It should not be overlooked how Paul writing “God was pleased through the foolishness of what was preached.” This is not a statement that God found pleasure in the preaching of the “cross” as an instrument of death. In reality, those words are divided into two segments of words, where “was pleased this of God” is relative to those who expressed belief in One God, such as did the Jews and some Greeks. They were the ones pleased, based on their intellect that preached belief in God was all they needed. Thus, the Jews were blessed simply by being Jews and the Greeks were blessed by claiming to be believers in Jesus as the Jewish Messiah.

Their preaching the “cross” made the death of Jesus only be for their benefit, which was foolishness. This is a message still preached today, which the intellectuals who lead the churches of Christianity refuse to see a call for sacrifice through righteousness, making them become fools in the eye of God.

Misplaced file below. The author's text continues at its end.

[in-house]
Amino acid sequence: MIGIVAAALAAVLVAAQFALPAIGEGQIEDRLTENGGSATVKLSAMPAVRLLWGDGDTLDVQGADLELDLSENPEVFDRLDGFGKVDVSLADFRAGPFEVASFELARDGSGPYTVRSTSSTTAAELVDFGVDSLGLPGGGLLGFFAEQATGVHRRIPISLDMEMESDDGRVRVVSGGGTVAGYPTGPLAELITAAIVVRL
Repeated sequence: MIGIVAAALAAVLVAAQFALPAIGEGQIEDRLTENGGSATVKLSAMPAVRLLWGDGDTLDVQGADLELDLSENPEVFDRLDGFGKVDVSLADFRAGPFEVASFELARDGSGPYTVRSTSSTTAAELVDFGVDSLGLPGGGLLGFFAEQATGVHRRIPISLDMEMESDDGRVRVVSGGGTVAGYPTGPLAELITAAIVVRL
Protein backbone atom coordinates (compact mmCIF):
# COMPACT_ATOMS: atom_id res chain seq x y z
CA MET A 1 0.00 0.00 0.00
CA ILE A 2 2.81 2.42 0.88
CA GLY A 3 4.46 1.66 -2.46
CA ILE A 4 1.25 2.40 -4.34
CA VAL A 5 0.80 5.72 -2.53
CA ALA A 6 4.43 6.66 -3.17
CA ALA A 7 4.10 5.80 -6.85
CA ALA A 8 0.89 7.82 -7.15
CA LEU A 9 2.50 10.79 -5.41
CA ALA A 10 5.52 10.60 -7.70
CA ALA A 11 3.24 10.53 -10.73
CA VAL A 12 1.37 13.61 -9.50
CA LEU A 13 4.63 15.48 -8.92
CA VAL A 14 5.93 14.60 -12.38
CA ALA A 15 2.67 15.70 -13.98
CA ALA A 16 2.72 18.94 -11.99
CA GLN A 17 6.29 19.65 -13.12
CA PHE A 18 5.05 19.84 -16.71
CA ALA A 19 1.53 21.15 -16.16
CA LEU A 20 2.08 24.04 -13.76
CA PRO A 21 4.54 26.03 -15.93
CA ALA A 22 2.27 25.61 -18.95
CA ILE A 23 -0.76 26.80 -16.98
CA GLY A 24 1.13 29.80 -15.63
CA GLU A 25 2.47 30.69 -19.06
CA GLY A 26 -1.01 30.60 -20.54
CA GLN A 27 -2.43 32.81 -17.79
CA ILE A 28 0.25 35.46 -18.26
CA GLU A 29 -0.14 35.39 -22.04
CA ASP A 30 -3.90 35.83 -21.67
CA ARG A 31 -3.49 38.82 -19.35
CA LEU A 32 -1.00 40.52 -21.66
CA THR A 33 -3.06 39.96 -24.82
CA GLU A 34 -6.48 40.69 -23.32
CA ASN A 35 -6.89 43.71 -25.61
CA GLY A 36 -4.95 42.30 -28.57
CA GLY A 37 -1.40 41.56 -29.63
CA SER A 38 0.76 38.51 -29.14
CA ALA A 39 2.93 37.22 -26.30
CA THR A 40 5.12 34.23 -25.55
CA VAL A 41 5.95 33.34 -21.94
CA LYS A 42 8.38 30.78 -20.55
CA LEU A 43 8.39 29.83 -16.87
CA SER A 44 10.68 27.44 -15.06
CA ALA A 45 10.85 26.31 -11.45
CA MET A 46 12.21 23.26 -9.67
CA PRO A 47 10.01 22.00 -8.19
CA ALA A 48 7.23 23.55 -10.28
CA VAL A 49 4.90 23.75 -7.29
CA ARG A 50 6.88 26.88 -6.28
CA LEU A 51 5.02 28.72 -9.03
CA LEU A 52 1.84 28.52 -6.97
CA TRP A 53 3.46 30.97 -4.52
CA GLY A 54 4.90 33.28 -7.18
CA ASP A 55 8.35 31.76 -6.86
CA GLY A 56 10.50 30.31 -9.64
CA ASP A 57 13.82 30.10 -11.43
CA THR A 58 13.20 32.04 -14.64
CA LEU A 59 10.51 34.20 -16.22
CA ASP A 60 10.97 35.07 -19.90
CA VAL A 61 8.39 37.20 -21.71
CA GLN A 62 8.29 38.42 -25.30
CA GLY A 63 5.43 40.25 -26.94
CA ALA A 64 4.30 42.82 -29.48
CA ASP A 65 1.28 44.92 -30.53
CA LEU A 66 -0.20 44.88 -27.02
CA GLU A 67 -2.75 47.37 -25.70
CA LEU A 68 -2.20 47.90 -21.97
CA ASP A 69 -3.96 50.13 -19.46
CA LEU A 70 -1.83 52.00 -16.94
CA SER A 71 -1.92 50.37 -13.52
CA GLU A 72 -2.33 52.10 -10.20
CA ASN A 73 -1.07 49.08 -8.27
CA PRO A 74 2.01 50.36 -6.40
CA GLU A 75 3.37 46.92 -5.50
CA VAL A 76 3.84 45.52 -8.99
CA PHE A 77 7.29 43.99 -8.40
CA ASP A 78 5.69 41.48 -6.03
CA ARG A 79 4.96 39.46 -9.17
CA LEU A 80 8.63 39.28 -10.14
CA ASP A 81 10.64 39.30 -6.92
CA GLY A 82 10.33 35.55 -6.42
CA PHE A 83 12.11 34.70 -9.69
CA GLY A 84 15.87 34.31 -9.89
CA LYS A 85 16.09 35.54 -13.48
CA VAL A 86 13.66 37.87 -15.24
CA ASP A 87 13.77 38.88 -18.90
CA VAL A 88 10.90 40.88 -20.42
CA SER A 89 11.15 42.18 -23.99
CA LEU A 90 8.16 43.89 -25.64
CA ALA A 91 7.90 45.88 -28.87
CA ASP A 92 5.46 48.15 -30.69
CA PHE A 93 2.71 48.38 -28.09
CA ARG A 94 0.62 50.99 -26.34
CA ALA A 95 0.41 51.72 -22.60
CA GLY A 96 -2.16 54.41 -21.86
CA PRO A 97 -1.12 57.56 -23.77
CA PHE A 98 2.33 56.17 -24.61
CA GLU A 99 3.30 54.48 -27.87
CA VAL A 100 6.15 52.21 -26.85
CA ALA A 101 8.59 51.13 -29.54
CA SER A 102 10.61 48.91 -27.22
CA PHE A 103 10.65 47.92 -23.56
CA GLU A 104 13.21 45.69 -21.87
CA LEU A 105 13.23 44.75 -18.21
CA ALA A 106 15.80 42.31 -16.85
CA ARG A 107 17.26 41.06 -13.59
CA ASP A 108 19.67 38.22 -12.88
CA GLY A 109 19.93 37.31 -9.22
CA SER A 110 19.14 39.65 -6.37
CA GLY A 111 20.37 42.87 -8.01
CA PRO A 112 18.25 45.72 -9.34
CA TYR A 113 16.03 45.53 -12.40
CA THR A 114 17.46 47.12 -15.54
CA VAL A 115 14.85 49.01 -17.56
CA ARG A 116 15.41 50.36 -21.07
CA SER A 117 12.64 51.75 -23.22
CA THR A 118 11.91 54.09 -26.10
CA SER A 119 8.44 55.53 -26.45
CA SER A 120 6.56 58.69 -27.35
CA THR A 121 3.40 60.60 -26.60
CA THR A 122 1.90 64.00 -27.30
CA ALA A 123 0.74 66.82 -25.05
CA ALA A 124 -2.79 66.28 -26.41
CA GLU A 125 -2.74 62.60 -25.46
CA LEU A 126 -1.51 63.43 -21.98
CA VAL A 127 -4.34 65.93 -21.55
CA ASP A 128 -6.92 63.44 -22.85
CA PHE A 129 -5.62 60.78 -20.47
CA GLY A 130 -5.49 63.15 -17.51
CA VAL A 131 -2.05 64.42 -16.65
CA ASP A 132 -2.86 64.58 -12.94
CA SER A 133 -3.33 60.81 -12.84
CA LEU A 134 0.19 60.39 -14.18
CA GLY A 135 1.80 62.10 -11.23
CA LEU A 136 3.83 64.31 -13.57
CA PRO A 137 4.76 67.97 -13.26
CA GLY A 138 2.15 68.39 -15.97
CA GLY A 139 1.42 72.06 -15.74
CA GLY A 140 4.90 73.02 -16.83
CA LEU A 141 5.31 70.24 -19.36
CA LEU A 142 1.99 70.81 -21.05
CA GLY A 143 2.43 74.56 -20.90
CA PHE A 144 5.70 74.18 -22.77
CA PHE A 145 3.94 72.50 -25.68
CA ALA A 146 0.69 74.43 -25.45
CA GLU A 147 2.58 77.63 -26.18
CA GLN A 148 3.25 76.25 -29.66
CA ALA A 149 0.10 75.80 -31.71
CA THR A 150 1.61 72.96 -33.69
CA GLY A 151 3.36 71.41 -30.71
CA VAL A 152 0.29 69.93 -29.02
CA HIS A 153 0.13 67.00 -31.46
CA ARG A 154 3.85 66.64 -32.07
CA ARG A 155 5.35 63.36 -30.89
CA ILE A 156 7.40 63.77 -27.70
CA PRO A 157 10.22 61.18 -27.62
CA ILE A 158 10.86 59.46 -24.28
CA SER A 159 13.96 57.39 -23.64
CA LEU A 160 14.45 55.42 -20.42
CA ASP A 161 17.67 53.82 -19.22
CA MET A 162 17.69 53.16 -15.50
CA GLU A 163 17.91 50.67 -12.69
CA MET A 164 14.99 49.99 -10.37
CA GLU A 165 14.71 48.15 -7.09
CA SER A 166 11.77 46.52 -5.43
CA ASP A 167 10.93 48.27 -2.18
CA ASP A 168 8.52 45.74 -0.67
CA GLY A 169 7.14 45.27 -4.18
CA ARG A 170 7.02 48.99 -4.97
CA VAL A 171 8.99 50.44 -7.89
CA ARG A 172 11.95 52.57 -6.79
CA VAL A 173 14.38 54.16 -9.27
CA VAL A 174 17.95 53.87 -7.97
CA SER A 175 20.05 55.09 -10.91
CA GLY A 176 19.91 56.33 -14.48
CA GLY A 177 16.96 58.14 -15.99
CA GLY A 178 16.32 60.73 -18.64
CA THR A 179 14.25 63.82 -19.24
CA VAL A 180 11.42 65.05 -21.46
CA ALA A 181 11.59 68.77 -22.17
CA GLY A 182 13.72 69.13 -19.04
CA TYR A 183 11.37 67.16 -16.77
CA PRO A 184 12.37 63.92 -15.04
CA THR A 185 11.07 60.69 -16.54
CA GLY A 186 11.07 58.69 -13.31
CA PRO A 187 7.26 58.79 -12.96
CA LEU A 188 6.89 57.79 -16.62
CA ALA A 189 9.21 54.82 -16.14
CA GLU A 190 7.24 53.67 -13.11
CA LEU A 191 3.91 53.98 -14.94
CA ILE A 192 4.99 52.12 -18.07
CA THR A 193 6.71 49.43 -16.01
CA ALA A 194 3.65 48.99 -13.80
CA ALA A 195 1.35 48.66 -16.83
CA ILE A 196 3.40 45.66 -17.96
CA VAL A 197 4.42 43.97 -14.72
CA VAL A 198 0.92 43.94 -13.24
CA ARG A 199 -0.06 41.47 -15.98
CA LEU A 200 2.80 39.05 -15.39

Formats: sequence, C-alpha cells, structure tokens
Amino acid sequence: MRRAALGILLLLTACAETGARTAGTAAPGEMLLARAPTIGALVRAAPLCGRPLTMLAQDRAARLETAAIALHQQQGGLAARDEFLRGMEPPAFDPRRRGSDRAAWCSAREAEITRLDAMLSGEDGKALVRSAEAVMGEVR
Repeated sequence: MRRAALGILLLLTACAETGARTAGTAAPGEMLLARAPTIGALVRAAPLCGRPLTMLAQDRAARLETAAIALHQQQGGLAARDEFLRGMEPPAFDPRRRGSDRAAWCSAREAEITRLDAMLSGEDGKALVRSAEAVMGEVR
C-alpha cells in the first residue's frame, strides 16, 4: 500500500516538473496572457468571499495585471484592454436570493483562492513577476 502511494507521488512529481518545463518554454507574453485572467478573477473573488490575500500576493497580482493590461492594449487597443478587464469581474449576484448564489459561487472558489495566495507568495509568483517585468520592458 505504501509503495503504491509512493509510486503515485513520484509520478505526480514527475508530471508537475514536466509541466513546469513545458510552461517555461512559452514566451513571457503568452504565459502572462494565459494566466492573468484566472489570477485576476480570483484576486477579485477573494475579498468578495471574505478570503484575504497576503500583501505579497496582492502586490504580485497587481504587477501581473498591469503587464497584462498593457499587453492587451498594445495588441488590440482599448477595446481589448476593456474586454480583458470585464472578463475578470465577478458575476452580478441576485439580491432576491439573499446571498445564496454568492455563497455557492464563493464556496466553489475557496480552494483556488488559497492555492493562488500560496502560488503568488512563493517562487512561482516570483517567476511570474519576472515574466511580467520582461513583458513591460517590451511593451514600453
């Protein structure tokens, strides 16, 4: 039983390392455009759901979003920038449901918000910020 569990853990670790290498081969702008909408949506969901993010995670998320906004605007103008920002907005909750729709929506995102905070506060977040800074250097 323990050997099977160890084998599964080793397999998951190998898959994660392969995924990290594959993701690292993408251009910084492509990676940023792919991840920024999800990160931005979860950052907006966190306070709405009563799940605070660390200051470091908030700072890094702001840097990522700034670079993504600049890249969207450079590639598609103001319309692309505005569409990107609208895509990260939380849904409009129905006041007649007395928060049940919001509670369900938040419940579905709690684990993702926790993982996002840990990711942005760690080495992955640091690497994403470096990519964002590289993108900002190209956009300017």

Paul then wrote (according to the NRSV): “For Jews demand signs and Greeks desire wisdom, but we proclaim Christ crucified, a stumbling block to Jews and foolishness to Gentiles.” This says both the Jews and Greek philosophers demand evidence to what is written, as proof to believe that as holy. The Jews can only see the sign of “stauros” as a Roman crucifix, which angers Jews to revolt against foreign domination. The Greek philosophy was to see how death on a Roman cross means anything other than death, since there is limited proof of one dead returning to life. The evidence of Jesus would be enhanced by his still walking around, showing people his scars of death and telling his story as a firsthand witness. The metaphor of signs and the intelligence of logic is what keeps belief from becoming true faith. Still, for Gentiles, all talk of dying on a cross and being resurrected is difficult to believe, especially when those talking about it are obviously holding doubts of their own.